giovedì 19 ottobre 2023

Neander Trail 2009, 52km - Good result with the Weekly Single-Training Technique

Questa è una immagine

Today's comment. I enjoy revisiting old articles I wrote in 'bygone times.' During that period, I was fully engaged in competitive running, and the Monoallenamento settimanale (Weekly Single-Training) technique was applied rigorously, even though the book didn't exist yet. I fondly remember this beautiful night race, even in 2023 as I reread these words...

Description of those times. In 2009, I decided to participate as an alternative to the Neander Trail due to the cancellation of the Cromagnon race because of snow by the organizers. This led to the gathering in Monte Carlo to board the buses designated for transporting all athletes to the race's starting point. For those unfamiliar with this competition, it starts from the French hinterland and descends to Cap D'Ail, all at night since the start is scheduled at twilight.

It was a great experience for me, although there were occasional navigational errors, not due to poor signage but because of the thick fog that had formed in some parts of the route during the night. As is often the case in many races, the swarm of athletes follows those in the lead, like a flock of sheep, and if they make a wrong turn, it leads to a big mess. In any case, after running 6 km in the wrong direction and losing nearly an hour off the schedule, I reconnected with the correct path to follow. Needless to say, this blunder affected my race time and consequently my ranking. No big deal, as I've already emphasized on other occasions, ultratrails should be experiences of self-reflection, not competition with others!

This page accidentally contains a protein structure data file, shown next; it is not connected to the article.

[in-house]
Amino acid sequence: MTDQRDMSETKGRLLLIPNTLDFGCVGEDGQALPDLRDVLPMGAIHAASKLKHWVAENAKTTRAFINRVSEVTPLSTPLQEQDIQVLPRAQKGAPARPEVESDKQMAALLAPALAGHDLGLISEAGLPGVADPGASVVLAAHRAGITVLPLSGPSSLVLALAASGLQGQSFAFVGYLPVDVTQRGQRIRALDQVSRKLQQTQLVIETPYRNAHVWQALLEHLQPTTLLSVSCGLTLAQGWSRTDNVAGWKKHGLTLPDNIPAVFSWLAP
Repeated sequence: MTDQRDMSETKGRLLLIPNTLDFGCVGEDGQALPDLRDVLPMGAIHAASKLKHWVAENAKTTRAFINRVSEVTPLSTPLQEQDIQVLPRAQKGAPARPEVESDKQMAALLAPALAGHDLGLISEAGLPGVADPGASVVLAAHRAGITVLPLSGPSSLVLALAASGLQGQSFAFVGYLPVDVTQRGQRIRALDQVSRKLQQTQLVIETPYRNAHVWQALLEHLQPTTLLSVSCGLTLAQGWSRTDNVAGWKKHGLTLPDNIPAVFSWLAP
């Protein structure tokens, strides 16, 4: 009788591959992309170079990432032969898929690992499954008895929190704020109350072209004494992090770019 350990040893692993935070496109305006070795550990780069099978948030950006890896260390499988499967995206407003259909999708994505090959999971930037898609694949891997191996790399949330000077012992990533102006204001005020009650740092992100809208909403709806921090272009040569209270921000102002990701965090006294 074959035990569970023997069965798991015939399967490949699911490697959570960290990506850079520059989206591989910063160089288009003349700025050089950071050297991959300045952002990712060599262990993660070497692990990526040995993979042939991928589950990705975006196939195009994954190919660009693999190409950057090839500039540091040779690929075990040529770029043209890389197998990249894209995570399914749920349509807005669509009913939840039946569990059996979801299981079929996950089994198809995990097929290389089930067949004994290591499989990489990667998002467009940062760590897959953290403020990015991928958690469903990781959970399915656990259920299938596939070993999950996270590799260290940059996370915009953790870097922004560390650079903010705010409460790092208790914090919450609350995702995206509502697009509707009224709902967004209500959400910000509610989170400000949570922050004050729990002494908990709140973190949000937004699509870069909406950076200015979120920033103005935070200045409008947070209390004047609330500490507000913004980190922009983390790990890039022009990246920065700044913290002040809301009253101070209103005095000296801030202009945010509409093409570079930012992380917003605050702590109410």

In a night race, the rules change significantly. Imperfections in the terrain are less noticeable, directional signs too, and the trails are less distinct. This requires much better attention to the landscape and signs meant to keep you on the right path. The Neander Trail, aside from the initial stretch, is more of a race for descending than climbing. This particular aspect should not lead to underestimating the level of competition, especially since after 52 km, the descent can become tougher than an ascent, especially in the darkness of the night.

The first to cross the finish line took about 5 hours (winner Antoine Guillon), and my time was just over 8 hours (despite numerous navigation errors), placing me in the 25th position in the overall ranking. This time left me satisfied with my performance.

For a more official description, you can refer to this link:

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